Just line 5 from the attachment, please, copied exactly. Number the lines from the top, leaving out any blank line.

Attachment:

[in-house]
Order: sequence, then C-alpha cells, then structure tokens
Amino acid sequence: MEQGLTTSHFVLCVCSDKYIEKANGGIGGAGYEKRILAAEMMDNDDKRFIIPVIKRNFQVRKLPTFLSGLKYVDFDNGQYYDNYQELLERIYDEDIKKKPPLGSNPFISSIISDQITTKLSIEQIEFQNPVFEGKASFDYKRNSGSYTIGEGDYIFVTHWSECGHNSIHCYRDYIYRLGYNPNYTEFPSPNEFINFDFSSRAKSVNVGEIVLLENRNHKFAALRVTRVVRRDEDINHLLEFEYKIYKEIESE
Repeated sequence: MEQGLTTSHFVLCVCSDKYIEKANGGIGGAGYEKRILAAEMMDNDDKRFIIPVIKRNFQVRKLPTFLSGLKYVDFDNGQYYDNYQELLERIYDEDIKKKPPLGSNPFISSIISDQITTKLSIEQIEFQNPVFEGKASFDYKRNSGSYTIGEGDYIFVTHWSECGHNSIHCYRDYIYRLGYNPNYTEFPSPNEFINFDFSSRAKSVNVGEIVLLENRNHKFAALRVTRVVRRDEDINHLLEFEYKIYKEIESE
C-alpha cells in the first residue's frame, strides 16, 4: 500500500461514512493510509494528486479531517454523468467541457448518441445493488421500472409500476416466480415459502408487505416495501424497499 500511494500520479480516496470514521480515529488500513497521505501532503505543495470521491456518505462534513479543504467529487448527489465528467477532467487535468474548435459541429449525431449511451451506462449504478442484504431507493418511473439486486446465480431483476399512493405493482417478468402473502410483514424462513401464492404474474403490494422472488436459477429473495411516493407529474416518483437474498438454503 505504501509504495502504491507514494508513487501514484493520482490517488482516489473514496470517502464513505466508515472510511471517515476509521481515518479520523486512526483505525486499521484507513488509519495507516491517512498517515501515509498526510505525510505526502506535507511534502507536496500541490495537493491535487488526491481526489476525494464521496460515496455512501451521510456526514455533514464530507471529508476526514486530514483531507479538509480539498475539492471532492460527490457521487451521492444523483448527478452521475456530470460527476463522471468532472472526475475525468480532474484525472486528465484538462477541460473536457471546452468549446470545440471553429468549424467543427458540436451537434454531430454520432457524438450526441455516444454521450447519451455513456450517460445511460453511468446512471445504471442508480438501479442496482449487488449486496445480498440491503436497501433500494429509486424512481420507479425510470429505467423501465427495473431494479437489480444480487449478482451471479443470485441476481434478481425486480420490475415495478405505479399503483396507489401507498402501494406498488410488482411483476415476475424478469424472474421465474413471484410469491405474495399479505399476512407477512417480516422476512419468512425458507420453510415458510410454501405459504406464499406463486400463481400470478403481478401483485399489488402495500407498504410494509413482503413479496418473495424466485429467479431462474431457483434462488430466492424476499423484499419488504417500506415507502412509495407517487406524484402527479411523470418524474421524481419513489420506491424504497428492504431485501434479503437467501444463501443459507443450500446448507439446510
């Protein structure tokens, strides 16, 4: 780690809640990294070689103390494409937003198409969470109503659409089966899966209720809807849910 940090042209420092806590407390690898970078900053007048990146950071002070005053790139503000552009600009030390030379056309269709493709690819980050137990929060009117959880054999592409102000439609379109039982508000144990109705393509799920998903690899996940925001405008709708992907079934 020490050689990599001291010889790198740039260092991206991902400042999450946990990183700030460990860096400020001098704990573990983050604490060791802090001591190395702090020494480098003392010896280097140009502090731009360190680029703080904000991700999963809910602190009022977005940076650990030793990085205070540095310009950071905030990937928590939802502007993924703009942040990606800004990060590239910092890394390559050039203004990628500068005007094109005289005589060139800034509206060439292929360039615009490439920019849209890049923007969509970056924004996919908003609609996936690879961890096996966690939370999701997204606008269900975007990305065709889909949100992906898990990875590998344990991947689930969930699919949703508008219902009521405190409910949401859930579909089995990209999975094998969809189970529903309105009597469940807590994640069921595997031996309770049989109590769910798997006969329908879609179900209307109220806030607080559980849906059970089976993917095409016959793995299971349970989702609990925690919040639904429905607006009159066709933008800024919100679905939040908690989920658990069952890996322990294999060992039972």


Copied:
C-alpha cells in the first residue's frame, strides 16, 4: 500500500461514512493510509494528486479531517454523468467541457448518441445493488421500472409500476416466480415459502408487505416495501424497499 500511494500520479480516496470514521480515529488500513497521505501532503505543495470521491456518505462534513479543504467529487448527489465528467477532467487535468474548435459541429449525431449511451451506462449504478442484504431507493418511473439486486446465480431483476399512493405493482417478468402473502410483514424462513401464492404474474403490494422472488436459477429473495411516493407529474416518483437474498438454503 505504501509504495502504491507514494508513487501514484493520482490517488482516489473514496470517502464513505466508515472510511471517515476509521481515518479520523486512526483505525486499521484507513488509519495507516491517512498517515501515509498526510505525510505526502506535507511534502507536496500541490495537493491535487488526491481526489476525494464521496460515496455512501451521510456526514455533514464530507471529508476526514486530514483531507479538509480539498475539492471532492460527490457521487451521492444523483448527478452521475456530470460527476463522471468532472472526475475525468480532474484525472486528465484538462477541460473536457471546452468549446470545440471553429468549424467543427458540436451537434454531430454520432457524438450526441455516444454521450447519451455513456450517460445511460453511468446512471445504471442508480438501479442496482449487488449486496445480498440491503436497501433500494429509486424512481420507479425510470429505467423501465427495473431494479437489480444480487449478482451471479443470485441476481434478481425486480420490475415495478405505479399503483396507489401507498402501494406498488410488482411483476415476475424478469424472474421465474413471484410469491405474495399479505399476512407477512417480516422476512419468512425458507420453510415458510410454501405459504406464499406463486400463481400470478403481478401483485399489488402495500407498504410494509413482503413479496418473495424466485429467479431462474431457483434462488430466492424476499423484499419488504417500506415507502412509495407517487406524484402527479411523470418524474421524481419513489420506491424504497428492504431485501434479503437467501444463501443459507443450500446448507439446510